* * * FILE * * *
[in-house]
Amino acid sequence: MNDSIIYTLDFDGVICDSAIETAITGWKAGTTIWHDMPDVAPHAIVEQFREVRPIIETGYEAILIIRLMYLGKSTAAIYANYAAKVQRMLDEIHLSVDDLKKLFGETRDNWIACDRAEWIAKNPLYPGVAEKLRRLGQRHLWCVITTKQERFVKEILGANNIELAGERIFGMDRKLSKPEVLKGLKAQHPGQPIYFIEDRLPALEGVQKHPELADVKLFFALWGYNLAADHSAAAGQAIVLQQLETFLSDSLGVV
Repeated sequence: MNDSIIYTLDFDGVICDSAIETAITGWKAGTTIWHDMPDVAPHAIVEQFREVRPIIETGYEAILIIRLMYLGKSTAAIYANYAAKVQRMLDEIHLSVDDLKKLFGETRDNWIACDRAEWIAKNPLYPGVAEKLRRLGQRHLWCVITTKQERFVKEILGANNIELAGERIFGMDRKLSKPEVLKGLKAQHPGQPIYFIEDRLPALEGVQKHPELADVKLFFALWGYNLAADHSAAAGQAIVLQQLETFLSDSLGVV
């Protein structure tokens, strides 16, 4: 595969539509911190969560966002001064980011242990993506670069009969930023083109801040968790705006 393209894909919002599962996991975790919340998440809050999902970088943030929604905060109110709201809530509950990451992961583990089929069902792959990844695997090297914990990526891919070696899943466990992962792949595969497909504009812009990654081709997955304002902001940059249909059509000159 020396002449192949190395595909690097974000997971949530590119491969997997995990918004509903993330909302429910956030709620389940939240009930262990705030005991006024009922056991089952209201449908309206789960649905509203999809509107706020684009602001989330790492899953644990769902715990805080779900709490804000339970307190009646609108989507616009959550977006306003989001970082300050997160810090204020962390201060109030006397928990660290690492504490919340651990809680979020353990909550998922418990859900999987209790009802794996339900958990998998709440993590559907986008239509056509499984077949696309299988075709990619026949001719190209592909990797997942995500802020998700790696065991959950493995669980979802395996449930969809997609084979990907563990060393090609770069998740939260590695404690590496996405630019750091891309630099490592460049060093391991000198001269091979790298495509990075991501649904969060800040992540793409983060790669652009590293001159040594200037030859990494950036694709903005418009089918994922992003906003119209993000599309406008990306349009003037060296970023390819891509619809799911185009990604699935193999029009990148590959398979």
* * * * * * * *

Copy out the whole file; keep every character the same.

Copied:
[in-house]
Amino acid sequence: MNDSIIYTLDFDGVICDSAIETAITGWKAGTTIWHDMPDVAPHAIVEQFREVRPIIETGYEAILIIRLMYLGKSTAAIYANYAAKVQRMLDEIHLSVDDLKKLFGETRDNWIACDRAEWIAKNPLYPGVAEKLRRLGQRHLWCVITTKQERFVKEILGANNIELAGERIFGMDRKLSKPEVLKGLKAQHPGQPIYFIEDRLPALEGVQKHPELADVKLFFALWGYNLAADHSAAAGQAIVLQQLETFLSDSLGVV
Repeated sequence: MNDSIIYTLDFDGVICDSAIETAITGWKAGTTIWHDMPDVAPHAIVEQFREVRPIIETGYEAILIIRLMYLGKSTAAIYANYAAKVQRMLDEIHLSVDDLKKLFGETRDNWIACDRAEWIAKNPLYPGVAEKLRRLGQRHLWCVITTKQERFVKEILGANNIELAGERIFGMDRKLSKPEVLKGLKAQHPGQPIYFIEDRLPALEGVQKHPELADVKLFFALWGYNLAADHSAAAGQAIVLQQLETFLSDSLGVV
């Protein structure tokens, strides 16, 4: 595969539509911190969560966002001064980011242990993506670069009969930023083109801040968790705006 393209894909919002599962996991975790919340998440809050999902970088943030929604905060109110709201809530509950990451992961583990089929069902792959990844695997090297914990990526891919070696899943466990992962792949595969497909504009812009990654081709997955304002902001940059249909059509000159 020396002449192949190395595909690097974000997971949530590119491969997997995990918004509903993330909302429910956030709620389940939240009930262990705030005991006024009922056991089952209201449908309206789960649905509203999809509107706020684009602001989330790492899953644990769902715990805080779900709490804000339970307190009646609108989507616009959550977006306003989001970082300050997160810090204020962390201060109030006397928990660290690492504490919340651990809680979020353990909550998922418990859900999987209790009802794996339900958990998998709440993590559907986008239509056509499984077949696309299988075709990619026949001719190209592909990797997942995500802020998700790696065991959950493995669980979802395996449930969809997609084979990907563990060393090609770069998740939260590695404690590496996405630019750091891309630099490592460049060093391991000198001269091979790298495509990075991501649904969060800040992540793409983060790669652009590293001159040594200037030859990494950036694709903005418009089918994922992003906003119209993000599309406008990306349009003037060296970023390819891509619809799911185009990604699935193999029009990148590959398979």